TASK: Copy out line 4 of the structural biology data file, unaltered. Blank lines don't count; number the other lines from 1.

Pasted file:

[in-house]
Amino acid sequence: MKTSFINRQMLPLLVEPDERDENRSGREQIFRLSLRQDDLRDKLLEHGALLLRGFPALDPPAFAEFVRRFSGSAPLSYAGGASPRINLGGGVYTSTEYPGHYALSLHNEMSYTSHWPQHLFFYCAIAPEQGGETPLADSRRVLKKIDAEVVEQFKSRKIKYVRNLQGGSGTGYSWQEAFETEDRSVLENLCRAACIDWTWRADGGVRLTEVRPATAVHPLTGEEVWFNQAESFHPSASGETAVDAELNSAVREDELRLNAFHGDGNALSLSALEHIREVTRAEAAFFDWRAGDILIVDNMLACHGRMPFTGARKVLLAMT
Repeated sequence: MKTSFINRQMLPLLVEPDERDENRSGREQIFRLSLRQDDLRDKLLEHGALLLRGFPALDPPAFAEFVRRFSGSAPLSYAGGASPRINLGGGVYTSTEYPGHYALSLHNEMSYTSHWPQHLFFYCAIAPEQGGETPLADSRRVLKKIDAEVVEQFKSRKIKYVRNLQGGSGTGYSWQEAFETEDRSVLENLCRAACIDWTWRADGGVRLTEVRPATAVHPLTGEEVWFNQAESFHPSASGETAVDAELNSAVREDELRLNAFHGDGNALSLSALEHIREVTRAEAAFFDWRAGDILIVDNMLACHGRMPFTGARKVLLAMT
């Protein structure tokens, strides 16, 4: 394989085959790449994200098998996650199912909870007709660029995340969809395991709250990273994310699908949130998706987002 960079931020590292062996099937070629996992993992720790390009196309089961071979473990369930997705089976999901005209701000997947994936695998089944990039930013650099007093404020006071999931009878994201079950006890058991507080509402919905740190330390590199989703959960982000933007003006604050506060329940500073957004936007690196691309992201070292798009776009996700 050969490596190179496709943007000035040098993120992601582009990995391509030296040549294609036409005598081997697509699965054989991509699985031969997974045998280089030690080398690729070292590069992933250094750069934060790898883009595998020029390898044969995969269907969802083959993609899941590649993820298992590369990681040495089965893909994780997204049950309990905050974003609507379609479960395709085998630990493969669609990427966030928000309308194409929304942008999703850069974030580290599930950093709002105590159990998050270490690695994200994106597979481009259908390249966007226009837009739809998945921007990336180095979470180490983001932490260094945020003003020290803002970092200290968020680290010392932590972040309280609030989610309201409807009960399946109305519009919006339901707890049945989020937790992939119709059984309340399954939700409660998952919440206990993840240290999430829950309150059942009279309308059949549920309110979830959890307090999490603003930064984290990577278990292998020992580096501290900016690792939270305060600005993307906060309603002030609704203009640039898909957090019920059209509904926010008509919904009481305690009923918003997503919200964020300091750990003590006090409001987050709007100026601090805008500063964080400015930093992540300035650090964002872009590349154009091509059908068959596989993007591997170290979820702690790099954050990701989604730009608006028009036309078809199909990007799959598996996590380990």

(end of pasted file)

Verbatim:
């Protein structure tokens, strides 16, 4: 394989085959790449994200098998996650199912909870007709660029995340969809395991709250990273994310699908949130998706987002 960079931020590292062996099937070629996992993992720790390009196309089961071979473990369930997705089976999901005209701000997947994936695998089944990039930013650099007093404020006071999931009878994201079950006890058991507080509402919905740190330390590199989703959960982000933007003006604050506060329940500073957004936007690196691309992201070292798009776009996700 050969490596190179496709943007000035040098993120992601582009990995391509030296040549294609036409005598081997697509699965054989991509699985031969997974045998280089030690080398690729070292590069992933250094750069934060790898883009595998020029390898044969995969269907969802083959993609899941590649993820298992590369990681040495089965893909994780997204049950309990905050974003609507379609479960395709085998630990493969669609990427966030928000309308194409929304942008999703850069974030580290599930950093709002105590159990998050270490690695994200994106597979481009259908390249966007226009837009739809998945921007990336180095979470180490983001932490260094945020003003020290803002970092200290968020680290010392932590972040309280609030989610309201409807009960399946109305519009919006339901707890049945989020937790992939119709059984309340399954939700409660998952919440206990993840240290999430829950309150059942009279309308059949549920309110979830959890307090999490603003930064984290990577278990292998020992580096501290900016690792939270305060600005993307906060309603002030609704203009640039898909957090019920059209509904926010008509919904009481305690009923918003997503919200964020300091750990003590006090409001987050709007100026601090805008500063964080400015930093992540300035650090964002872009590349154009091509059908068959596989993007591997170290979820702690790099954050990701989604730009608006028009036309078809199909990007799959598996996590380990």